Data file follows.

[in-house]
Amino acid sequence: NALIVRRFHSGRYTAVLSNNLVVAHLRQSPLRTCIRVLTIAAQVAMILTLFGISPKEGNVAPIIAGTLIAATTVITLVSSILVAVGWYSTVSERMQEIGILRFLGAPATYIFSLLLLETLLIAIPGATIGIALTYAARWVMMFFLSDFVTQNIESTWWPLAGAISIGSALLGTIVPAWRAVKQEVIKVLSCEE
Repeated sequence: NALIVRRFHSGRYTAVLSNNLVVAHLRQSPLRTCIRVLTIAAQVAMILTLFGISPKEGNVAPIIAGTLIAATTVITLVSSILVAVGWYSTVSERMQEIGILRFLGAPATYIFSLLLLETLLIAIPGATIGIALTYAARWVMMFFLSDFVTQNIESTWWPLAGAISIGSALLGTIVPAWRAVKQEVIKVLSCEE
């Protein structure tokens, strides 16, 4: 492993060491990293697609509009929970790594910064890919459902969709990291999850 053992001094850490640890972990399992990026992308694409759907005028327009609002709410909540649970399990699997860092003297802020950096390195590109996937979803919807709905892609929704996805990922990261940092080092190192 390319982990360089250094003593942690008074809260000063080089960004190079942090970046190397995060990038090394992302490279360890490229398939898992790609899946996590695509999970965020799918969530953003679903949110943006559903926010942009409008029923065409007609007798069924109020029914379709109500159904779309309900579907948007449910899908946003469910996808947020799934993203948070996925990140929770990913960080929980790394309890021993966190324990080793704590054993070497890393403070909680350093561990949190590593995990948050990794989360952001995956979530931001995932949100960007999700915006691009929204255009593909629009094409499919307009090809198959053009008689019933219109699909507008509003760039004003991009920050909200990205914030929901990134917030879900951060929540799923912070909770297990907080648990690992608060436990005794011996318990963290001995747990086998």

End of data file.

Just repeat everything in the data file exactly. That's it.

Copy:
[in-house]
Amino acid sequence: NALIVRRFHSGRYTAVLSNNLVVAHLRQSPLRTCIRVLTIAAQVAMILTLFGISPKEGNVAPIIAGTLIAATTVITLVSSILVAVGWYSTVSERMQEIGILRFLGAPATYIFSLLLLETLLIAIPGATIGIALTYAARWVMMFFLSDFVTQNIESTWWPLAGAISIGSALLGTIVPAWRAVKQEVIKVLSCEE
Repeated sequence: NALIVRRFHSGRYTAVLSNNLVVAHLRQSPLRTCIRVLTIAAQVAMILTLFGISPKEGNVAPIIAGTLIAATTVITLVSSILVAVGWYSTVSERMQEIGILRFLGAPATYIFSLLLLETLLIAIPGATIGIALTYAARWVMMFFLSDFVTQNIESTWWPLAGAISIGSALLGTIVPAWRAVKQEVIKVLSCEE
């Protein structure tokens, strides 16, 4: 492993060491990293697609509009929970790594910064890919459902969709990291999850 053992001094850490640890972990399992990026992308694409759907005028327009609002709410909540649970399990699997860092003297802020950096390195590109996937979803919807709905892609929704996805990922990261940092080092190192 390319982990360089250094003593942690008074809260000063080089960004190079942090970046190397995060990038090394992302490279360890490229398939898992790609899946996590695509999970965020799918969530953003679903949110943006559903926010942009409008029923065409007609007798069924109020029914379709109500159904779309309900579907948007449910899908946003469910996808947020799934993203948070996925990140929770990913960080929980790394309890021993966190324990080793704590054993070497890393403070909680350093561990949190590593995990948050990794989360952001995956979530931001995932949100960007999700915006691009929204255009593909629009094409499919307009090809198959053009008689019933219109699909507008509003760039004003991009920050909200990205914030929901990134917030879900951060929540799923912070909770297990907080648990690992608060436990005794011996318990963290001995747990086998």